(500) Days of Summer, by Albert W. Vogt III

After completing my viewing of (500) Days of Summer (2009), I arose from my familiar seat, uttered a swear word about how much I hate this movie, and marched off to bed. I am not proud of this moment, though I feel it is somewhat in keeping with the “Author’s Note” at the beginning claiming that any likeness to actual events is purely coincidental . . . and then calling his ex-girlfriend a terrible word. My distaste is not entirely related to my own current emotional state, although that certainly did not help. To be clear, this film hits close to home, but I feel I can assess it objectively nonetheless, so here I go.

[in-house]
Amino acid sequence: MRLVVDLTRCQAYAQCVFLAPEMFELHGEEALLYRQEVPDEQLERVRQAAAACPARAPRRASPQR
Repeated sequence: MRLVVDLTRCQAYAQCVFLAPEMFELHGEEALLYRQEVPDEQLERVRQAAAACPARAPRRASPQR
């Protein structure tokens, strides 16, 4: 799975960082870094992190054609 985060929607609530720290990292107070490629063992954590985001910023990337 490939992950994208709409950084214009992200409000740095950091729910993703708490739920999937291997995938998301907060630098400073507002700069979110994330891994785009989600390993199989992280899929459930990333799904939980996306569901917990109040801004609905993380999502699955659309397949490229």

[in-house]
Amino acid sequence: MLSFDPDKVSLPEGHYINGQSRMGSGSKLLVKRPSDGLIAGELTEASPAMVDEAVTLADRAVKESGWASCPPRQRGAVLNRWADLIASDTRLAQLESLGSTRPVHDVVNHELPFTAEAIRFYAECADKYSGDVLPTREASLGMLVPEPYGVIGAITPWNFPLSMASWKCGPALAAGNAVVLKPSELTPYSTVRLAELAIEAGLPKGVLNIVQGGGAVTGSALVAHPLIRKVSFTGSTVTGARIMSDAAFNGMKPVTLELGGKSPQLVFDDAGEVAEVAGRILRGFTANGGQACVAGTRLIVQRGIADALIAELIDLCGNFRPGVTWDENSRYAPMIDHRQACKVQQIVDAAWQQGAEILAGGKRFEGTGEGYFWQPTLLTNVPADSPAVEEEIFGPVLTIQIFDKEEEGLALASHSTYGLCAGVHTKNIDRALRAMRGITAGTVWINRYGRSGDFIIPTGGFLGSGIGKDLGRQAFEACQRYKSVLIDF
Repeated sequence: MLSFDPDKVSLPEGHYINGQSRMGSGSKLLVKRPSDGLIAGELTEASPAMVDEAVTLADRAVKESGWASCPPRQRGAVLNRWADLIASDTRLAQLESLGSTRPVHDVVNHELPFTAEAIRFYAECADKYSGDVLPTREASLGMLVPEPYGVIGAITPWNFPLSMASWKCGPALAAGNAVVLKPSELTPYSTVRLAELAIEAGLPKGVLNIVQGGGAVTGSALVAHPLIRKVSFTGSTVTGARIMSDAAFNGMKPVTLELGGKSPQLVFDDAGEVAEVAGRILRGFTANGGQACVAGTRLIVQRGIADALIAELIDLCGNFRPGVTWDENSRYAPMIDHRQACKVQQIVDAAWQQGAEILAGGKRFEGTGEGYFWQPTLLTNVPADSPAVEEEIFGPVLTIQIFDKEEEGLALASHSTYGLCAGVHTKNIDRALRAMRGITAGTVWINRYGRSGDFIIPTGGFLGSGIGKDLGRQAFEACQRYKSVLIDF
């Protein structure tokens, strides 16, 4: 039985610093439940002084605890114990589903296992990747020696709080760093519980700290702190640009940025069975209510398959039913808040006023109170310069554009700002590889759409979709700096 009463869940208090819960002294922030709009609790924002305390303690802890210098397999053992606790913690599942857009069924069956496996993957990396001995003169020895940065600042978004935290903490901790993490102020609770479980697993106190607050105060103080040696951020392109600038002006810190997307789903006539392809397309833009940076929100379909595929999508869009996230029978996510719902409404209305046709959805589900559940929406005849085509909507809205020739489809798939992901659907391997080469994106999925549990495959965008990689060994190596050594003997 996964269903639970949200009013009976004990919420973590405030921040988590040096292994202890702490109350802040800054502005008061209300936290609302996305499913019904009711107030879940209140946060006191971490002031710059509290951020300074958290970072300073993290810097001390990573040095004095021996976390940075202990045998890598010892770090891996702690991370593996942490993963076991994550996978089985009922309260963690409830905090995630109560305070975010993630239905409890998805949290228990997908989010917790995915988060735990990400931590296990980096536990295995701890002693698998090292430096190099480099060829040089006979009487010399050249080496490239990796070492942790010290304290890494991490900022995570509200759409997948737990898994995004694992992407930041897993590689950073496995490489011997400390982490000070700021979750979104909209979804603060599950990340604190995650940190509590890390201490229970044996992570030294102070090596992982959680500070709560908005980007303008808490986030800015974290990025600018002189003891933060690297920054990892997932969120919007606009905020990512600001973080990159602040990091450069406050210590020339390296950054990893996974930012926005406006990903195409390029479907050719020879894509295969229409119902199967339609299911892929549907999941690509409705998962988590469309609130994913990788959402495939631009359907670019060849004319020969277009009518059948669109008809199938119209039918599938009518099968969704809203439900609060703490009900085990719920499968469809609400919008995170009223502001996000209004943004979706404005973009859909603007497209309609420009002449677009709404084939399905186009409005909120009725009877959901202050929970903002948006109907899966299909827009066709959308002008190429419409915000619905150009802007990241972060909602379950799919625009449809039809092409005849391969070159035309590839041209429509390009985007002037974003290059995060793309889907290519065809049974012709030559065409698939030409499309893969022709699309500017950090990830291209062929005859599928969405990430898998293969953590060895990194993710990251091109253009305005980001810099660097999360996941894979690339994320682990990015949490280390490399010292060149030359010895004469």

It is difficult to sum up (500) Days of Summer‘s plot as it is non-linear, and that style usually annoys the crap out of me. For instance, it starts at the very end of the relationship between Tom Hansen (Joseph Gordon-Levitt) and Summer Finn (Zooey Deschanel), their actual last meeting in fact, though you would not know it immediately. Soon after you know that something is amiss, not the least of which is because the narrator (Richard McGonagle) tells you that this is not a love story, but also because when we next see Tom he is robotically smashing dishes in his kitchen. From there the film jumps back and forth to different points in the interactions between Tom and Summer in order to tell the viewer a tale about relationships in general. Tom is the hopeless romantic, where Summer is more jaded. Despite this, Tom develops an infatuation with Summer that starts off in the irritatingly modern way of innocent (and adult) flings with no real labels or intentions placed upon them. This is as Summer wants it, and to her credit she says this early on in their . . . dates? Forgive the ambiguity, but I am trying to check my annoyance at this film. Tom goes along with it, but it is clear that he is taking things more seriously, and that he is quite clearly in love. Not that she really did anything to dissuade him from such feelings. They spent a great deal of time together, did those adult things (though thankfully not pictured), and seemed to get along famously. Hence (and I do not blame Tom in the slightest), if it talks like a duck and acts like a duck, then it is indeed a serious relationship between Tom and Summer. Things come to a head when he sticks up for her while they were at a bar, and he chivalrously gets punched in the face. She is upset that he took this action, accusing him of behaving boorishly. It is at this moment that Tom finally says the words that Summer has been trying to avoid, that basically they are boyfriend and girlfriend whether she likes it or not. Instead of being scared off, Summer comes to Tom’s place in the middle of the night in the rain to apologize for her behavior and they carry on. Soon after, though, Summer ends it. She makes a poorly timed offer of friendship, but Tom is devastated and his misery is played for laughs. He mourns for a time, and holds out hopes that perhaps they will get back together. That hope seems to be on the verge of being fulfilled when they end up at a wedding together, and they get along in the same easy way as they had previously. Tom’s aspirations are dashed once more, though, when Summer invites him to a party . . . only to see her get engaged. Some more depression scenes take place until we are back at the beginning of the film, with their views on love having been swapped between them